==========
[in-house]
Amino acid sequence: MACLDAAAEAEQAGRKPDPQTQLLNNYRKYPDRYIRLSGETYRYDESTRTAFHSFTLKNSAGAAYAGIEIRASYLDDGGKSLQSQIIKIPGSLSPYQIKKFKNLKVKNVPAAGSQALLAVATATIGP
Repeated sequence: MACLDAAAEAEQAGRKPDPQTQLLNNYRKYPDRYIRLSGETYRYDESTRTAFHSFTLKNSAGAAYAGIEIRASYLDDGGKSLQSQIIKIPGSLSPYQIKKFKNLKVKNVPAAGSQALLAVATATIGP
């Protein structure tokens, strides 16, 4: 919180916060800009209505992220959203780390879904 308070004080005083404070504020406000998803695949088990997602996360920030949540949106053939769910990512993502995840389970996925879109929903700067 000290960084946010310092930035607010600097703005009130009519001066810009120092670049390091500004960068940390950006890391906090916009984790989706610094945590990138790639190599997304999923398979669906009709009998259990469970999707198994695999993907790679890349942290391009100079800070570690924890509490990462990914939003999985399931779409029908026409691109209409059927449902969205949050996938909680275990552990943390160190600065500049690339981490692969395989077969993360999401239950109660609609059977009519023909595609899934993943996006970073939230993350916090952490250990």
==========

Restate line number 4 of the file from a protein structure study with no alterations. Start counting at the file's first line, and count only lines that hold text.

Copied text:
């Protein structure tokens, strides 16, 4: 919180916060800009209505992220959203780390879904 308070004080005083404070504020406000998803695949088990997602996360920030949540949106053939769910990512993502995840389970996925879109929903700067 000290960084946010310092930035607010600097703005009130009519001066810009120092670049390091500004960068940390950006890391906090916009984790989706610094945590990138790639190599997304999923398979669906009709009998259990469970999707198994695999993907790679890349942290391009100079800070570690924890509490990462990914939003999985399931779409029908026409691109209409059927449902969205949050996938909680275990552990943390160190600065500049690339981490692969395989077969993360999401239950109660609609059977009519023909595609899934993943996006970073939230993350916090952490250990």